Film Review – The Hollywood Reporter

After four years, “Fantastic Beasts: Dumbledore’s Secrets” has arrived, and it’s more of a grind than an event. The long-awaited third installment in JK Rowling’s Wizarding World sub-franchise is less bogged down with distracting details than its immediate predecessor, but even a more refined plot can’t keep the two-hour-plus movie from feeling like a test of resistance.

Some of the stress comes from the behind-the-scenes drama leading up to the film’s theatrical release on April 15. Johnny Depp, who played the franchise’s villain Gellert Grindelwald in the second installment, has been embroiled in domestic abuse allegations made by his ex-wife, Amber Heard. Ezra Miller, who plays Credence Barebone, has faced problems of his own after smothering a fan outside a club and, more recently, attacking people at a bar in Hawaii and allegedly breaking into a woman’s hotel room. random couple. Then there’s the series’ progenitor, Rowling, who has spent the last two years aggressively reaffirming her anti-trans views.

Fantastic Beasts: Dumbledore’s Secrets

The bottom line

More focused but no less disappointing.

Release date: Friday, April 15
To emit: Eddie Redmayne, Jude Law, Mads Mikkelsen, Ezra Miller, Dan Fogler, Alison Sudol, William Nadylam, Callum Turner, Jessica Williams, Victoria Yeates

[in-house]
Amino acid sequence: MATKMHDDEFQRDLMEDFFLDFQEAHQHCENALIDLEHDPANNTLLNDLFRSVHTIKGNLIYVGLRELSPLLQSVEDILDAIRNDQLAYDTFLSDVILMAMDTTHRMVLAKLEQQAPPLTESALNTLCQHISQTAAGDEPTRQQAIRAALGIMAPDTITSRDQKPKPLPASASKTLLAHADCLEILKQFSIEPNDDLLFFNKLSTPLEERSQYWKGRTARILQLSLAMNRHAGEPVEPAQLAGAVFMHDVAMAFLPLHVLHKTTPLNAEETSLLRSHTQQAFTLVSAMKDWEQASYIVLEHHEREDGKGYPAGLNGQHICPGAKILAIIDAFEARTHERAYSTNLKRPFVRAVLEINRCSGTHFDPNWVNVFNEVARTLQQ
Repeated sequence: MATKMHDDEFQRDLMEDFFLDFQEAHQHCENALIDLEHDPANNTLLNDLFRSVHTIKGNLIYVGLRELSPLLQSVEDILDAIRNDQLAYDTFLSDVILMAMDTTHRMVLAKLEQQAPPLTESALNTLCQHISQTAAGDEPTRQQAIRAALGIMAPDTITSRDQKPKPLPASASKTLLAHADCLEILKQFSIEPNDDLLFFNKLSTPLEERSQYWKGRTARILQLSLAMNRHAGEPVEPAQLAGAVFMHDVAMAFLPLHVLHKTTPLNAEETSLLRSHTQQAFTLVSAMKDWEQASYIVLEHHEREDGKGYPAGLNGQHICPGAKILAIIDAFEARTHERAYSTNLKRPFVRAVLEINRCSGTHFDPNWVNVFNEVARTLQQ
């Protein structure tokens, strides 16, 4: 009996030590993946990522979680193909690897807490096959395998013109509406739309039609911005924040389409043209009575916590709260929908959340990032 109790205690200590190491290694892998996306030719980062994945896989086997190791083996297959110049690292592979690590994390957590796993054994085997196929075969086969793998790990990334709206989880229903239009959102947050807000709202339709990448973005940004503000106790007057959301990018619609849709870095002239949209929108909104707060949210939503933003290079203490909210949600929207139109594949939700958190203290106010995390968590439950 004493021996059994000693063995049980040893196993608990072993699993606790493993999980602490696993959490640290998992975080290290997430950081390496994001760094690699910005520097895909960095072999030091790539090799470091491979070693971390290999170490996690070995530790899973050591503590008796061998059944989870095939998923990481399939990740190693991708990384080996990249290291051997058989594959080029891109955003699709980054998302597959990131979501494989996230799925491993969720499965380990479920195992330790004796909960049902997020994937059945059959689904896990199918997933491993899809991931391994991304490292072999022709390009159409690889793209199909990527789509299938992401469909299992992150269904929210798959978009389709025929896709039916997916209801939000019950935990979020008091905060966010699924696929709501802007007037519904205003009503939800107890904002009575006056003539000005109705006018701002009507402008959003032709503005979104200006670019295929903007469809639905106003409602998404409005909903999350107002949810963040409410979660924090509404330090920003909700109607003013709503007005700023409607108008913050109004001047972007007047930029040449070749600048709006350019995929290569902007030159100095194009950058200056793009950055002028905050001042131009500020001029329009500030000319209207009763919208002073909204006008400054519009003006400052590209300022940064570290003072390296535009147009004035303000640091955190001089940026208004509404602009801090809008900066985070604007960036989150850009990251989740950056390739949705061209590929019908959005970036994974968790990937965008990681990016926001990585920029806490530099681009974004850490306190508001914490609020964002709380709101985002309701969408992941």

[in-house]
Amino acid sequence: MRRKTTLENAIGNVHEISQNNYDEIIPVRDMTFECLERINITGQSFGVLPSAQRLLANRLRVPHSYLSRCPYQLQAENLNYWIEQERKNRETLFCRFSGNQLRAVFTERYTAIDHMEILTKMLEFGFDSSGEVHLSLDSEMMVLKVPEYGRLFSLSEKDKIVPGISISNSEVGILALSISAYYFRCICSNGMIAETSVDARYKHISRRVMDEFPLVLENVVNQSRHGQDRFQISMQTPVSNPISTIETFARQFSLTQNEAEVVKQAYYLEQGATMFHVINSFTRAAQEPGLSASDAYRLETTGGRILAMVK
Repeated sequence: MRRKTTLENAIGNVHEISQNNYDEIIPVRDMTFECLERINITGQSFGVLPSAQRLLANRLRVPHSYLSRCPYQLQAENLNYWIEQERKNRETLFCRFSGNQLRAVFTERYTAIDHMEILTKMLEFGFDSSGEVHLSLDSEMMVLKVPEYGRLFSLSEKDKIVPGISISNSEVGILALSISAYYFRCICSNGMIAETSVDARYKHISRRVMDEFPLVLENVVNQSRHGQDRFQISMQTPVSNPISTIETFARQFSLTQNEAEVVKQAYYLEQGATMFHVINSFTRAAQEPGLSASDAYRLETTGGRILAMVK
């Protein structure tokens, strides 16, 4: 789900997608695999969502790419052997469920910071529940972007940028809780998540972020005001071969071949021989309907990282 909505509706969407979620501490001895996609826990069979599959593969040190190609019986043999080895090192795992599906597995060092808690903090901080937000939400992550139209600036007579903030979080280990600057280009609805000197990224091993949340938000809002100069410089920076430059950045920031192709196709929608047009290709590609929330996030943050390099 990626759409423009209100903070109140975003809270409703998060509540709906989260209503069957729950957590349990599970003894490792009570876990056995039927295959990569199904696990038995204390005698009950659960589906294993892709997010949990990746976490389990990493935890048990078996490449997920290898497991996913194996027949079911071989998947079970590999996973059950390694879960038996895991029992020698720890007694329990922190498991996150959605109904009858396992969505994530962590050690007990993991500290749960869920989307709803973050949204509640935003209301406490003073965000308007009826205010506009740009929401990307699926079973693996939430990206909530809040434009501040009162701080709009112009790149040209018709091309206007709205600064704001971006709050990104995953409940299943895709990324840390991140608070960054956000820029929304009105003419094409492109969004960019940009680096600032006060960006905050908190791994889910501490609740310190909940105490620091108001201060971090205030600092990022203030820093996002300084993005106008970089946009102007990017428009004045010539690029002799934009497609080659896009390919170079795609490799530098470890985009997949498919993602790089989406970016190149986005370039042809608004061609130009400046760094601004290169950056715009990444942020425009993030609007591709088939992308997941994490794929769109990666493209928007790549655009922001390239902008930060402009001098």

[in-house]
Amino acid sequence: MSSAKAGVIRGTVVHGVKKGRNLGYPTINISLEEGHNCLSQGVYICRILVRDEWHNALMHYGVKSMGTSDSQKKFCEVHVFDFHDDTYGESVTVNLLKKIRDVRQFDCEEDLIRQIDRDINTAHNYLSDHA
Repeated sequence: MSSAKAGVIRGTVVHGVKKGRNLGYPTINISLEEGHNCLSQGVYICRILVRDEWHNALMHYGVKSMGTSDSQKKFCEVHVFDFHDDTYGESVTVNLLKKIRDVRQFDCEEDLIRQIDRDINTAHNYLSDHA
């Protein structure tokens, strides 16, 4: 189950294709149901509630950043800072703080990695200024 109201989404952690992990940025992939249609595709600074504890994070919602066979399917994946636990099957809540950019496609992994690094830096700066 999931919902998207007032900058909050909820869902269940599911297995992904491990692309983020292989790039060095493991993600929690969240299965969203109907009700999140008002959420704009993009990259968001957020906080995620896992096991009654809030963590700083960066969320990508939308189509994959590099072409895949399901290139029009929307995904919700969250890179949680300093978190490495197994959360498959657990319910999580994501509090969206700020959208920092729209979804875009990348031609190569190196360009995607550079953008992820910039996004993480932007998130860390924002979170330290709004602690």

Director: David Yachts
Screenwriter: JK Rowling Steve Kloves

Rated PG-13, 2 hours 22 minutes

It’s hard not to think about these real world problems when looking at Dumbledore’s secrets, which draws its main plot points from current political struggles. While the film’s moral concerns still come down to the battle between good and evil, Rowling, who wrote the screenplay with Steve Kloves, uses an upcoming Wizarding World election to up the stakes on this conflict. Being good is fighting for the preservation of democracy, “doing what is right, not what is easy”, as Albus Dumbledore (played by Jude Law) insinuates at one point in the film. To be bad is to do the opposite.

Dumbledore’s secrets It opens with a chilling encounter between Dumbledore and Grindelwald (now played by Mads Mikkelsen), the avatars of this moral conflict. They meet in an iced, almost palatial cafe where seemingly unaware non-magical people buzz around them. Over tea, the two warring and heartbroken wizards revisit their past and renew their betrayals. Grindelwald’s commitment to dominating the wizarding world and starting a war with non-magicals leaves Dumbledore in a difficult position. The future headmaster of Hogwarts must stop his nemesis and former lover, but a pact made decades ago prevents the two from fighting each other directly.

That’s where Newt Scamander (Eddie Redmayne), the timid magizoologist of the series, comes in. Dumbledore recruits Newt to help him put together a team that will defeat Grindelwald. The ragtag team is a family group, made up entirely of characters from previous installments: Newt’s assistant Bunty (Victoria Yeates), his brother Theseus (Callum Turner), his friend and Muggle baker Jacob (Dan Fogler), brother by Leta Lestrange, Yusuf Kama (William Nadylam), and Charms teacher Eulalie “Lally” Hicks (Jessica Williams).